Riverhead’s Law Enforcement Advisory Panel is hosting two public listening sessions on police reform this week.
“These listening sessions will give our community members the opportunity to share any concerns or suggestions they may have,” the panel said in a press release.
The sessions will be held via Zoom on Tuesday morning at 11 and Thursday at 5 p.m. Spanish language interpretation will be available.
Interested persons must register to receive the Zoom link to attend the session:
- To attend the session on Tuesday, Jan. 12 at 11 a.m. register at this link.
- To attend the session on Thursday, Jan. 14 at 5 p.m. register at this link.
The Law Enforcement Advisory Panel, dubbed LEAP, was established by Supervisor Yvette Aguiar in October in response to an executive order by Gov. Andrew Cuomo requiring every municipality with a law enforcement agency to develop a policing reform plan and file it with the State Budget Office by April 1.
The Riverhead panel, formally appointed by town board resolution in October, comprises 20 people — a “core” group of 13 members and an “advisory” group of seven others. The members represent town government, the town police department, the district attorney’s office, the criminal defense bar, community members, the healthcare system and schools.
The core panel has been meeting twice a month, Riverhead Police Chief David Hegermiller told the town board at its work session Thursday. The panel developed a community survey, which was made available both online and on paper, to explore community-police relations and the community’s perceptions of the Riverhead Police Department. The survey garnered about 1,200 replies, Hegermiller said.
The panel is holding the listening sessions to augment the survey and hear from residents directly.
Executive Order 203, signed by Cuomo on June 12 requires every local government that has a police agency to perform a comprehensive review of current police force deployments, strategies, policies, procedures, and practices and, with community stakeholder participation and input, develop a plan to improve them. A public hearing on the plan is also required.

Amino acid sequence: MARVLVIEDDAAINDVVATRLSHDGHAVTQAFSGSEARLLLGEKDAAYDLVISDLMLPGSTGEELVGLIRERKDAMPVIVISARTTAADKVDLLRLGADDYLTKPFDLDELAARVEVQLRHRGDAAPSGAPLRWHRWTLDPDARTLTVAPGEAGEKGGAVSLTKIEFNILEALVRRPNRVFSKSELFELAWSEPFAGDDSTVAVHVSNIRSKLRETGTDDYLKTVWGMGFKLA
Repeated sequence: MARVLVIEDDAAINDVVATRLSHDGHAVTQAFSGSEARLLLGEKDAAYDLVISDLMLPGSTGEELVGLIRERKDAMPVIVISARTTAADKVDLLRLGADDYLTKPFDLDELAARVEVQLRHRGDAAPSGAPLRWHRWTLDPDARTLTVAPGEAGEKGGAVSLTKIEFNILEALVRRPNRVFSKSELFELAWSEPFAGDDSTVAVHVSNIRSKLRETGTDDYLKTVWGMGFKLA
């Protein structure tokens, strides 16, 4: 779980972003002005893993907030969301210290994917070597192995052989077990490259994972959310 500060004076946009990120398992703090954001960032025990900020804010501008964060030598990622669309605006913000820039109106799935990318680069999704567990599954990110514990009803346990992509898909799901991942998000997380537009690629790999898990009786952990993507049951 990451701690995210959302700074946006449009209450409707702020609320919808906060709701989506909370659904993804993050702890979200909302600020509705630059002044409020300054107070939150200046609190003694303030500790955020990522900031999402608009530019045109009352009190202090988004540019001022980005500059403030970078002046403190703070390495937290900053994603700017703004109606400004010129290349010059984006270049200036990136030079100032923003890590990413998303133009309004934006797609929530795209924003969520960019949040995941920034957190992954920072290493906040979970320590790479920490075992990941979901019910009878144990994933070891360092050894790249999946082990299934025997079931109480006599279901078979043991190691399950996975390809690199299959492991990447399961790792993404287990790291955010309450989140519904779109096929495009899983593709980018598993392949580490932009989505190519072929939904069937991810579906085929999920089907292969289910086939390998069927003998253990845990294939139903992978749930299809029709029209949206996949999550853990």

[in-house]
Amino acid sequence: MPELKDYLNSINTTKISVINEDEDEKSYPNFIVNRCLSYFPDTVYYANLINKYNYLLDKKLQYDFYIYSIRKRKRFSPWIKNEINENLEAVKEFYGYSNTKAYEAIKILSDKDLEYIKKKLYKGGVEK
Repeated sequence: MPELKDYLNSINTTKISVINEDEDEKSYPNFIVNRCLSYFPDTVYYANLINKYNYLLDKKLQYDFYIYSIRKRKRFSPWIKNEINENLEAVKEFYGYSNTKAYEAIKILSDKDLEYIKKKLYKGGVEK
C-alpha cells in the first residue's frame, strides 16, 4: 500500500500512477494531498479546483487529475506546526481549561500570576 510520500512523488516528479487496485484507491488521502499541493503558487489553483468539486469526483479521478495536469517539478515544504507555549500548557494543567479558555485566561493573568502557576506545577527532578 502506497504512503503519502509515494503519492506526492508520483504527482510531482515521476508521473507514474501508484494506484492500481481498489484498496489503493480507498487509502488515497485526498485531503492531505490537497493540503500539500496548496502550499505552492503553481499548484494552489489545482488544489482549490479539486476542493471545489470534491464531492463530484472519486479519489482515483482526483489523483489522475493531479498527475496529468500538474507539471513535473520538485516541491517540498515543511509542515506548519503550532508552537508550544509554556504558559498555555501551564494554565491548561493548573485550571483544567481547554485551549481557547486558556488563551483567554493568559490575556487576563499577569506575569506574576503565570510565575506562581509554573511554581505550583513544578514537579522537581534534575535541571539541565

The order requires local governments to file their policing plan with the state before April 1 or risk losing appropriations of state or federal funding.
Riverhead’s panel will draft the plan and present it to the town board, which will hold a public hearing on the plan, and make any revisions it deems necessary, before filing it with the state by April 1.
The governor’s executive order accompanied a package of legislation mandating significant changes in policing policies and practices in the state and imposing new requirements on local police agencies to work with their communities on policies and practices.
The new bills, collectively known as the “Say Their Name” reform package, were enacted in response to the May 25 killing of George Floyd in Minneapolis and the widespread protests against police brutality that erupted in response to his death.
The new laws ban the use of chokeholds, ban racial and ethnic profiling, mandate greater transparency for police personnel records, including civilian complaints, mandate officers to immediately report to a supervisor when they discharge weapons and criminalize false race-based 911 calls.
Correction: This article originally misstated the date of the second listening session. It is on Thursday, Jan. 14 at 5 p.m., not Wednesday.
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